Fandom is a complicated and complex phenomenon. And even for me, having been involved in a band fandom (bandom?) since I was eight — a crucial part of my identity that has extended from the days when my family didn't even have a computer to becoming such close friends with people I met on an Internet message board that I've attended their weddings, traveled cross-country and gone on international vacations with them — I have admittedly only scratched the surface when it comes to the deep, inner-workings of fan bases, partly because I don't have the time to give to that kind of intense devotion, and partly out of fear that if I fall down the rabbit hole of Tumblr I'll never again see daylight. But what I do know is that when Liam Payne talked about Larry Stylinson (the romantic pairing of Harry Styles and Louis Tomlinson; a topic so prominent in the fandom but so taboo in real life), things got ugly. And since he not only discussed Larry, but also a certain subset of fans, in a negative light, the fan backlash was alive and real. But here's the thing: I can see both sides.
According to Daily Dot writer Aja Romano (who writes about the complexities of fandom far more eloquently than I), the "fourth wall" is an invisible barricade that provides a "safe place" for fans to discuss every aspect of their fandom free of judgement. Which means that whenever the media — or the subjects themselves — openly discuss some specific aspect of the fan base, that safety net is gone and that fan base is "exposed." So, in speaking about Larry, Liam Payne teared through that wall like Miley Cyrus on the wrecking ball.
"When the laws changed in the U.S., there were loads of rainbow flags flying at our shows, but I think that was mainly because people think of the Louis and Harry thing, which is absolutely nuts and drives me insane," Payne told gay U.K. magazine Attitude in his first cover story sans One Direction.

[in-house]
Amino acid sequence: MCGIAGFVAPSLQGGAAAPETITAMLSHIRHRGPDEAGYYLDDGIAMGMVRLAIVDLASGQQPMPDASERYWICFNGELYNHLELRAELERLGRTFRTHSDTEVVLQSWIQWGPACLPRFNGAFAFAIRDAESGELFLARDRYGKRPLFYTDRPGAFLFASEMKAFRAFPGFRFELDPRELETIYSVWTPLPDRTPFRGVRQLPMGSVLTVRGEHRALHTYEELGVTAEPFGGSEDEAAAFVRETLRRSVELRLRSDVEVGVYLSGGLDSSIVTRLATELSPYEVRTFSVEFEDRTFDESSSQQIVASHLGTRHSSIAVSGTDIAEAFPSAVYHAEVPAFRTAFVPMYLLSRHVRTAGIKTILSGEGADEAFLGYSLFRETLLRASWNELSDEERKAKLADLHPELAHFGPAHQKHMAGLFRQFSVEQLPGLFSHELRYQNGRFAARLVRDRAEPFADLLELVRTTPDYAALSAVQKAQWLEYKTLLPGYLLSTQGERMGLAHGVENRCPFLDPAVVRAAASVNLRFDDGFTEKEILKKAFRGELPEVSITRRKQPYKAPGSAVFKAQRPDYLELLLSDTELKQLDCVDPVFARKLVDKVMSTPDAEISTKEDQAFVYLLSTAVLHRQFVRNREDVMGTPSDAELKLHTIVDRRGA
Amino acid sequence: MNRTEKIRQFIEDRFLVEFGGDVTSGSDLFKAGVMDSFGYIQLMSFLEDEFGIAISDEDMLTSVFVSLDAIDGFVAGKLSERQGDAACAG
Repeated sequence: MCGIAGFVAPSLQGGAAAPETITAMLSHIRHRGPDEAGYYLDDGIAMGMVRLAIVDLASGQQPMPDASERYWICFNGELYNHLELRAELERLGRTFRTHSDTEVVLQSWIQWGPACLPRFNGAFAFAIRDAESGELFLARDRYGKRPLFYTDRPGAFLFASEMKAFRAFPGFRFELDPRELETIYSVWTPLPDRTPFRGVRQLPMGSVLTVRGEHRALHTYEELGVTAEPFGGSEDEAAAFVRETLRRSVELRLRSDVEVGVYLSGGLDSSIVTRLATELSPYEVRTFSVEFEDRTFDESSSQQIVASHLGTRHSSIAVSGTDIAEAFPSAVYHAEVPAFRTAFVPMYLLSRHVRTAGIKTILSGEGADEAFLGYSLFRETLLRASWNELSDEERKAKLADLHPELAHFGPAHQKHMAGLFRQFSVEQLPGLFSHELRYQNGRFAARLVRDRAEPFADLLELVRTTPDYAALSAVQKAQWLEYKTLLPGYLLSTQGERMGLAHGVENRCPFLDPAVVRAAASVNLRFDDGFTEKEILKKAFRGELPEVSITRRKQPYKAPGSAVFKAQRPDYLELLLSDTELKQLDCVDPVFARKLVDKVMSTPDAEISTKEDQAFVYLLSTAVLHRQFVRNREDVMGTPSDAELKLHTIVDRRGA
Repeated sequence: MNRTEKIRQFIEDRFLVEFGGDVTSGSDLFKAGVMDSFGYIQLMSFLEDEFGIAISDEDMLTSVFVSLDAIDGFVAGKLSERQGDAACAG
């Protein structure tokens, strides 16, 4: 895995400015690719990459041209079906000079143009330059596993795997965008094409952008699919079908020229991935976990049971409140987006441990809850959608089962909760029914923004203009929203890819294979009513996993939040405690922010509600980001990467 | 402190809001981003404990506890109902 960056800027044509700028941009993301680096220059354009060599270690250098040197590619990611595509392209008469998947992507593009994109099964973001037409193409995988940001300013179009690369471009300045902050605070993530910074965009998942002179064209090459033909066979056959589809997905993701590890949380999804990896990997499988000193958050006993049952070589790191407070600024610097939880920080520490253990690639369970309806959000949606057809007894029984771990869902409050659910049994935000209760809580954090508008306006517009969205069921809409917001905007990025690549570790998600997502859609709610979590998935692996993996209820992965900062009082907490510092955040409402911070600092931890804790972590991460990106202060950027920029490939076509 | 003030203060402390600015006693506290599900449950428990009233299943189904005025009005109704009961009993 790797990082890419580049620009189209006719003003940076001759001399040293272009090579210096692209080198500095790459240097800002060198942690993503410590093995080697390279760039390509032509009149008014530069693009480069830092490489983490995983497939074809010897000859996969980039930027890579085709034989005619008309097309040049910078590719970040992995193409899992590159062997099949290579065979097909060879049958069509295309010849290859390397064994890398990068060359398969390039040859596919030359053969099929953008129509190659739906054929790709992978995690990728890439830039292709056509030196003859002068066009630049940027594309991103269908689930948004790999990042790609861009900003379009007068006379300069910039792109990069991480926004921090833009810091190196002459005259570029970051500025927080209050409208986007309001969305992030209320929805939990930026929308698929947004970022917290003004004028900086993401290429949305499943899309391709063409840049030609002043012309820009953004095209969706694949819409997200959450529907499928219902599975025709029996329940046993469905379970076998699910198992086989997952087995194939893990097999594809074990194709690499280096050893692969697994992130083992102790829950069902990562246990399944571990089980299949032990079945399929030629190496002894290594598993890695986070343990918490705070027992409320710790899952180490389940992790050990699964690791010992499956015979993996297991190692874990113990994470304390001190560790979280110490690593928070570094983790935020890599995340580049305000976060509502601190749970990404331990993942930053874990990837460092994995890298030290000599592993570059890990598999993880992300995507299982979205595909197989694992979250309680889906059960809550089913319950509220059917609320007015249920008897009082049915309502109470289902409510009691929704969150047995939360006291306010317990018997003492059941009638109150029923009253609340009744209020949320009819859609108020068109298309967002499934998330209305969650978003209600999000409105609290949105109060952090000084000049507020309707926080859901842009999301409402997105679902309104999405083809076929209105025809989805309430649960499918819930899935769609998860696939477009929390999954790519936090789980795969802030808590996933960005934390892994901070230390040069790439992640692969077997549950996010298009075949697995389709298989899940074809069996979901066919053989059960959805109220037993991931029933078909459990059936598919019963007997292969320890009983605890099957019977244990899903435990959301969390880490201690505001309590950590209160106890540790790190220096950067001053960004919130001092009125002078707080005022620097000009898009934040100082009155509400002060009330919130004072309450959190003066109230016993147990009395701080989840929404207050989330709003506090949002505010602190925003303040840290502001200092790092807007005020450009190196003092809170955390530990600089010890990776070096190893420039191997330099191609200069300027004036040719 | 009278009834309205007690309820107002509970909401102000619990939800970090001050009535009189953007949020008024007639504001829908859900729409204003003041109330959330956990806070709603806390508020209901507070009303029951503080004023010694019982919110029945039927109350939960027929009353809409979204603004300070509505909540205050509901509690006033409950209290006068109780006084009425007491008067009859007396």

It was this comment that received the most backlash from fans, as many not only found Payne's statement to be offensive but also inaccurate:
Was it wrong of Panye to assume that many of the pride flags were in support of Larry? Honestly, I don't think so, because many actually are Larry-centric. But was it wrong of him to make a blanket statement that basically implied that all of the rainbow flags at 1D shows are for the sole purpose of shipping Larry and not supporting LGBTQ pride? Yes, and I can very much see how that would be offensive to fans.
That being said, the Larry sub-fandom is way bigger than any one person, and it's easy to see how its insistence on something untrue would anger the guys in the band.
"It's when you know the ins and outs of what's going on with people it's just annoying when it's so stupid. It becomes like a conspiracy or like a cult, the people who watch them and think that every move is like a gesture toward them being together and I know it's just not true and it makes me mad," Payne continued, adding that "it's so funny to be on the inside of it because you know what's what and then you hear all these crazy theories." He then equated the whole thing to being the guy who lands on the moon only to come home to people who tell you the whole thing never happened. (Of course, there are conspiracy theories about that, too.)
"But the funny thing is, there are some people who think that Louis getting Briana [Jungwirth] pregnant is fake. That it's not real; it's a coverup," he continued. "And that's the sort of sh*t that gets to me."